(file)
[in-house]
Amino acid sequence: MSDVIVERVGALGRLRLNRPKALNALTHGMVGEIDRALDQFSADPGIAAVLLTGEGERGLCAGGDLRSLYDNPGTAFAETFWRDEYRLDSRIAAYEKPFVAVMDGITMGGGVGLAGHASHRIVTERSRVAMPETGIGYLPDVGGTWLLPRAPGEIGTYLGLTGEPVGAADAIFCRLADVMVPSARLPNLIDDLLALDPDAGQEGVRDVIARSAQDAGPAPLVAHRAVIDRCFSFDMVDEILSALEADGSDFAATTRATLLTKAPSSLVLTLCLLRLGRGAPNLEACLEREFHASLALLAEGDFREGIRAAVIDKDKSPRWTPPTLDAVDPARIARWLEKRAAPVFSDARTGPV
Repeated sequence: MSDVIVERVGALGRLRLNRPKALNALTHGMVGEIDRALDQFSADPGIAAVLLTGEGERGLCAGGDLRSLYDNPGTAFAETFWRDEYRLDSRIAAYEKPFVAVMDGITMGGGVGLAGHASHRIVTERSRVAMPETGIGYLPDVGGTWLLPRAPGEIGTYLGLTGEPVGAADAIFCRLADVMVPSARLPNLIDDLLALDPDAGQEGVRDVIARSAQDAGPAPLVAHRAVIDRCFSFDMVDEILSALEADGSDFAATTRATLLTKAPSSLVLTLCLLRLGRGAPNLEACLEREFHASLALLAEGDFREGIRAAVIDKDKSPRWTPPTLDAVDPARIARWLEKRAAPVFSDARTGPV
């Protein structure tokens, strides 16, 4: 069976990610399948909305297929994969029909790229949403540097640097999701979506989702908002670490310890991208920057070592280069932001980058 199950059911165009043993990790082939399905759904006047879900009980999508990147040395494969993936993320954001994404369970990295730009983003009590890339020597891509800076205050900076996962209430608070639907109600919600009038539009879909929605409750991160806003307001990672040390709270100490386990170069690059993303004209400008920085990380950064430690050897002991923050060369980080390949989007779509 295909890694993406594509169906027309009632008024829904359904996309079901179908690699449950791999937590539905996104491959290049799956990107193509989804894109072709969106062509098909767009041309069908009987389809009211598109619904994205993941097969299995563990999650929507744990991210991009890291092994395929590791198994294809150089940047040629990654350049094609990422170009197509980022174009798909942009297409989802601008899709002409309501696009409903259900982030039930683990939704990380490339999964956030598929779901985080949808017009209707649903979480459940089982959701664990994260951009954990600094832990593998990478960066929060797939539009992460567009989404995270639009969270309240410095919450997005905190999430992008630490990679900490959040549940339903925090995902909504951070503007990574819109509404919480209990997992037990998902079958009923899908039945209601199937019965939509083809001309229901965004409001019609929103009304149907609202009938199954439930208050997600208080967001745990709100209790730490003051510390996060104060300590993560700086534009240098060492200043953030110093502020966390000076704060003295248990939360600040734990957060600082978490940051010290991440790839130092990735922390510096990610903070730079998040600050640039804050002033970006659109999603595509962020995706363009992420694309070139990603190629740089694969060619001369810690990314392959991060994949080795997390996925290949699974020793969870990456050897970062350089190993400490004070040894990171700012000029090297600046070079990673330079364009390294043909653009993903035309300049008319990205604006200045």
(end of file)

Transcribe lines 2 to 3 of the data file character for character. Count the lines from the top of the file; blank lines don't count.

Amino acid sequence: MSDVIVERVGALGRLRLNRPKALNALTHGMVGEIDRALDQFSADPGIAAVLLTGEGERGLCAGGDLRSLYDNPGTAFAETFWRDEYRLDSRIAAYEKPFVAVMDGITMGGGVGLAGHASHRIVTERSRVAMPETGIGYLPDVGGTWLLPRAPGEIGTYLGLTGEPVGAADAIFCRLADVMVPSARLPNLIDDLLALDPDAGQEGVRDVIARSAQDAGPAPLVAHRAVIDRCFSFDMVDEILSALEADGSDFAATTRATLLTKAPSSLVLTLCLLRLGRGAPNLEACLEREFHASLALLAEGDFREGIRAAVIDKDKSPRWTPPTLDAVDPARIARWLEKRAAPVFSDARTGPV
Repeated sequence: MSDVIVERVGALGRLRLNRPKALNALTHGMVGEIDRALDQFSADPGIAAVLLTGEGERGLCAGGDLRSLYDNPGTAFAETFWRDEYRLDSRIAAYEKPFVAVMDGITMGGGVGLAGHASHRIVTERSRVAMPETGIGYLPDVGGTWLLPRAPGEIGTYLGLTGEPVGAADAIFCRLADVMVPSARLPNLIDDLLALDPDAGQEGVRDVIARSAQDAGPAPLVAHRAVIDRCFSFDMVDEILSALEADGSDFAATTRATLLTKAPSSLVLTLCLLRLGRGAPNLEACLEREFHASLALLAEGDFREGIRAAVIDKDKSPRWTPPTLDAVDPARIARWLEKRAAPVFSDARTGPV